Why Elon Musk’s Twitter Poll Was Right
Elon Musk was right to hold a Twitter poll. 3.5 million people voted. He will now sell $20 billion of Tesla shares. This explains why.
Why Elon Musk’s Twitter Poll Was Smart Some of us awoke to the headline, “Tesla Share Price Slides After Musk Promises to Sell $21 Billion Stake.” Was this another of Musk’s “oops” moments, similar to smoking marijuana on a podcast or selling his only home? For the world’s wealthiest man, who also happens to crash on friends’ couches when he’s away from home, it begged the question of how outrageous a genius can get. Ostensibly, the purpose of the 10% share sale was to get liquid just in time to pay a higher Joe Biden tax bill. Most billionaires would have contacted our broker and placed a series of sell orders via a masked account, which we would have denied all the way to the bank (or the IRS).
He polled his followers on Twitter. “I was prepared to accept either outcome,” Elon Musk said following a Twitter poll asking users whether he should sell Tesla stock. The bad news is that Tesla Inc. shares fell 5.2 percent in brisk premarket trading Monday. The good news is that Twitter’s voters opted to have him dump it, as Gordon Gekko famously stated. Musk said participants in the poll backed a sale by 58% to 42%. More than 3.5 million votes were cast.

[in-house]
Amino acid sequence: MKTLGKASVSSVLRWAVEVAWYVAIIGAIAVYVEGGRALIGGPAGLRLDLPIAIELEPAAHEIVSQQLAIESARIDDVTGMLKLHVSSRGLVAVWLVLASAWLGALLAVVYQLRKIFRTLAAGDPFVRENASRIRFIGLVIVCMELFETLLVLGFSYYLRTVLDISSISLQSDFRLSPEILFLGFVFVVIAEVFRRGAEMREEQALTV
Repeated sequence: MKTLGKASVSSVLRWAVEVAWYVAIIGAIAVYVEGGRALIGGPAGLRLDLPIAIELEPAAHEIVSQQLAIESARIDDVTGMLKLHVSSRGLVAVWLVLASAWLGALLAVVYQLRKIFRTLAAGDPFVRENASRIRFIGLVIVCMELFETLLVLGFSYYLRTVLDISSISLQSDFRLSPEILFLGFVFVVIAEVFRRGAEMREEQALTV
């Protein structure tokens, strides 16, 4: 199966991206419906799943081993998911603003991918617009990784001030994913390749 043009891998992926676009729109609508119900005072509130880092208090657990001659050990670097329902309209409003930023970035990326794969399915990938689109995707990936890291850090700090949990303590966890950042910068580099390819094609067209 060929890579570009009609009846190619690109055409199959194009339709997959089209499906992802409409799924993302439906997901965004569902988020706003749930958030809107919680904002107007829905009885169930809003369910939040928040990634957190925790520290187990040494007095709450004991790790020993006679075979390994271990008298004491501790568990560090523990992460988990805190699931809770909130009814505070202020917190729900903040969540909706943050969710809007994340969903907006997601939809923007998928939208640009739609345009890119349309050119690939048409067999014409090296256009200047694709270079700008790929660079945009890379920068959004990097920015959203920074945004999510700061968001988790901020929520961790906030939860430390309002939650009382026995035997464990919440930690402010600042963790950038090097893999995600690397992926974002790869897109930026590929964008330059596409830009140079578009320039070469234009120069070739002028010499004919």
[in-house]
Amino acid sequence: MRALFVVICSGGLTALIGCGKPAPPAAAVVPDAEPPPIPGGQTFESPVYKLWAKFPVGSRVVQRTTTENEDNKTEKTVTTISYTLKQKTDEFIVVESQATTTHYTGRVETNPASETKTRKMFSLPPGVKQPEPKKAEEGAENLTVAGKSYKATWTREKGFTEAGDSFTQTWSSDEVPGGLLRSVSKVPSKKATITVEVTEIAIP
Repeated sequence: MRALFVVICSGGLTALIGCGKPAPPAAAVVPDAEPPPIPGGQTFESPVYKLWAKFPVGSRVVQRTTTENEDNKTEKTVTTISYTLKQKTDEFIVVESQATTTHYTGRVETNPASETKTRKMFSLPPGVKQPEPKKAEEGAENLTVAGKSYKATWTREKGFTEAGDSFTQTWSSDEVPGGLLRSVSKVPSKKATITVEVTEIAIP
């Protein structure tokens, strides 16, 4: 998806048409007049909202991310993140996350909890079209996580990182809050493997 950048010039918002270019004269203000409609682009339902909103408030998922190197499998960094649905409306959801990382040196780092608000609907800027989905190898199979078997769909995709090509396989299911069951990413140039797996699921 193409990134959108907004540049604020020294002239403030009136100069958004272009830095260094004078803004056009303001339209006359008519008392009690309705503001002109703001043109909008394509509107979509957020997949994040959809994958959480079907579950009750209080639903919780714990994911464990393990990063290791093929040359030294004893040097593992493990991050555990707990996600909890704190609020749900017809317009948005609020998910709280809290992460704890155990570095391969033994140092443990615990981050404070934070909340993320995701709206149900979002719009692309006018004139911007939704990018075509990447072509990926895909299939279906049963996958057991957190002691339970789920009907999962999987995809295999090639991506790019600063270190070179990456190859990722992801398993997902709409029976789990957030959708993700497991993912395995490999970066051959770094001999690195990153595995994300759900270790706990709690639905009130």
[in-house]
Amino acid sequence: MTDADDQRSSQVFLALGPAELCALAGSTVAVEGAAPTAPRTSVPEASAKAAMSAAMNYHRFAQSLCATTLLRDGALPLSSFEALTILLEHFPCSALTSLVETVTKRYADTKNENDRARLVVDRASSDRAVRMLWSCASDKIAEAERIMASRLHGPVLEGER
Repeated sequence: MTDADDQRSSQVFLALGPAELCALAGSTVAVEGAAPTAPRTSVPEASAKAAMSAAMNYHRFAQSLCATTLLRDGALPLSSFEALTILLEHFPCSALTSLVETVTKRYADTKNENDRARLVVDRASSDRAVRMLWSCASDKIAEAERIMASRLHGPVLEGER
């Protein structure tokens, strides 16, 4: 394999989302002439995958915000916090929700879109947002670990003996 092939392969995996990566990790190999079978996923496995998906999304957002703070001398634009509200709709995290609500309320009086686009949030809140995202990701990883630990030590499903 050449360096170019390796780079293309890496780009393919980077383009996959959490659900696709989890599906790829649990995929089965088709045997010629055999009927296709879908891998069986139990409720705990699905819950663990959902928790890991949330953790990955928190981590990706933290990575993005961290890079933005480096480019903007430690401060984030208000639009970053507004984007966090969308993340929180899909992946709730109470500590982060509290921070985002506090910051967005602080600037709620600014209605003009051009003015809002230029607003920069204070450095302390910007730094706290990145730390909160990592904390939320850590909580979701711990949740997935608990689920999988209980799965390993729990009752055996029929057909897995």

According to Sir Francis Galton, Musk is the smartest person in the room.
Oxen Weight Matters
Galton was a famous British scientist who accidentally observed a crowd at the annual West of England Fat Stock and Poultry Exhibition in 1906. Local farmers and townspeople gathered to judge the quality of cattle, sheep, chickens, horses, and pigs. Galton was a highly regarded 85-year-old statistician and researcher in the field of heredity, as well as Charles Darwin’s cousin. Galton was one of the first professional researchers in modern science to develop the theory of crowd wisdom, the foundation for every statistical finding we have today. (His research led him down some blind alleys, mainly regarding eugenics and race, typical in his time.) Nonetheless, society owes him a debt: he was the first to realize that optimal decisions require diversity of views and independent judgment.
While strolling through the fairgrounds, Galton noticed a crowd betting on the weight of an ox on a scale. Each entrant wrote the best estimate of the ox’s weight on a piece of paper, much like an election card at a voting booth. Indeed, Galton wrote, “the average competitor is probably as well equipped to judge the dressed weight of the ox as the average voter is to judge the merits of the majority of political issues.”
Over 800 individuals made educated guesses about the ox’s weight. Some had experience with livestock, while others had been away from the farm for two generations and had no idea how much an ox weighed. Galton compiled the 787 guesses (13 were illegible) and graphed them from highest to lowest to determine if a bell curve formed. Galton assumed that the average would be wildly incorrect — by a large margin. When he examined his graph, he discovered that “the crowd estimated the ox would weigh 1,197 pounds.
In reality, the ox weighed 1,198 pounds. The crowd was off by one pound.
Galton’s lesson is that “in the right circumstances, groups can be astonishingly intelligent, frequently smarter than their smartest members.” Even if the majority of members of a group are not particularly well-informed or rational, the group can still make a collectively wise decision.”
For groups to make sound judgments, we need vigorous debate, not cancel culture or safe spaces. The most intelligent group decisions happen when we are allowed to be our outrageous selves.
For Elon, that seems to come easy.